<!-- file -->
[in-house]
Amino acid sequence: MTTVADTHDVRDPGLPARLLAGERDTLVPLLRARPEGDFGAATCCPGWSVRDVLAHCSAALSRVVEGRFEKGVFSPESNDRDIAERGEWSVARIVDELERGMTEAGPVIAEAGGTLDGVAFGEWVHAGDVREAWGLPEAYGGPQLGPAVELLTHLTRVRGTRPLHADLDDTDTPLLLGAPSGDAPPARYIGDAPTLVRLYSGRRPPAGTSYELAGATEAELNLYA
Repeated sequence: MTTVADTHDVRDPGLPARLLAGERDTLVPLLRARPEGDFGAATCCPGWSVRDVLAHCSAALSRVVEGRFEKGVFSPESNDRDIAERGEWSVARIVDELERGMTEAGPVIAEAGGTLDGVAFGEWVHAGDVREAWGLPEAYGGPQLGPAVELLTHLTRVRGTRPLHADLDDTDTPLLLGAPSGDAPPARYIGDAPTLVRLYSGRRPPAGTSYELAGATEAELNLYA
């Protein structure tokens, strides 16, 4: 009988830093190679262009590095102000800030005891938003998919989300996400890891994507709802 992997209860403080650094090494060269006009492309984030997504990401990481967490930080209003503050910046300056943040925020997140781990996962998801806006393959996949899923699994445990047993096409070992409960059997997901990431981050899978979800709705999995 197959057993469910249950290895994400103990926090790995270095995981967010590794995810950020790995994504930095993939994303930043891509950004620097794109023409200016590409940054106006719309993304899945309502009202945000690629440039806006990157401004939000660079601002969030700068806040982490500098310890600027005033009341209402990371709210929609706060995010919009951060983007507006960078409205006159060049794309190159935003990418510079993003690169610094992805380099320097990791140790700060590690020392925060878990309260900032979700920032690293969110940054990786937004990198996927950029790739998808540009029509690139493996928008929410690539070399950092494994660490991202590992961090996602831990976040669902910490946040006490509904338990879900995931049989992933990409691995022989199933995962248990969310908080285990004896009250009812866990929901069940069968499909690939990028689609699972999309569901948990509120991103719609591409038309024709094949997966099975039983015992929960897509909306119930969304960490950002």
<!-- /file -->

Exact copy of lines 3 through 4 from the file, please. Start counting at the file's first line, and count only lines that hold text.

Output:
Repeated sequence: MTTVADTHDVRDPGLPARLLAGERDTLVPLLRARPEGDFGAATCCPGWSVRDVLAHCSAALSRVVEGRFEKGVFSPESNDRDIAERGEWSVARIVDELERGMTEAGPVIAEAGGTLDGVAFGEWVHAGDVREAWGLPEAYGGPQLGPAVELLTHLTRVRGTRPLHADLDDTDTPLLLGAPSGDAPPARYIGDAPTLVRLYSGRRPPAGTSYELAGATEAELNLYA
């Protein structure tokens, strides 16, 4: 009988830093190679262009590095102000800030005891938003998919989300996400890891994507709802 992997209860403080650094090494060269006009492309984030997504990401990481967490930080209003503050910046300056943040925020997140781990996962998801806006393959996949899923699994445990047993096409070992409960059997997901990431981050899978979800709705999995 197959057993469910249950290895994400103990926090790995270095995981967010590794995810950020790995994504930095993939994303930043891509950004620097794109023409200016590409940054106006719309993304899945309502009202945000690629440039806006990157401004939000660079601002969030700068806040982490500098310890600027005033009341209402990371709210929609706060995010919009951060983007507006960078409205006159060049794309190159935003990418510079993003690169610094992805380099320097990791140790700060590690020392925060878990309260900032979700920032690293969110940054990786937004990198996927950029790739998808540009029509690139493996928008929410690539070399950092494994660490991202590992961090996602831990976040669902910490946040006490509904338990879900995931049989992933990409691995022989199933995962248990969310908080285990004896009250009812866990929901069940069968499909690939990028689609699972999309569901948990509120991103719609591409038309024709094949997966099975039983015992929960897509909306119930969304960490950002």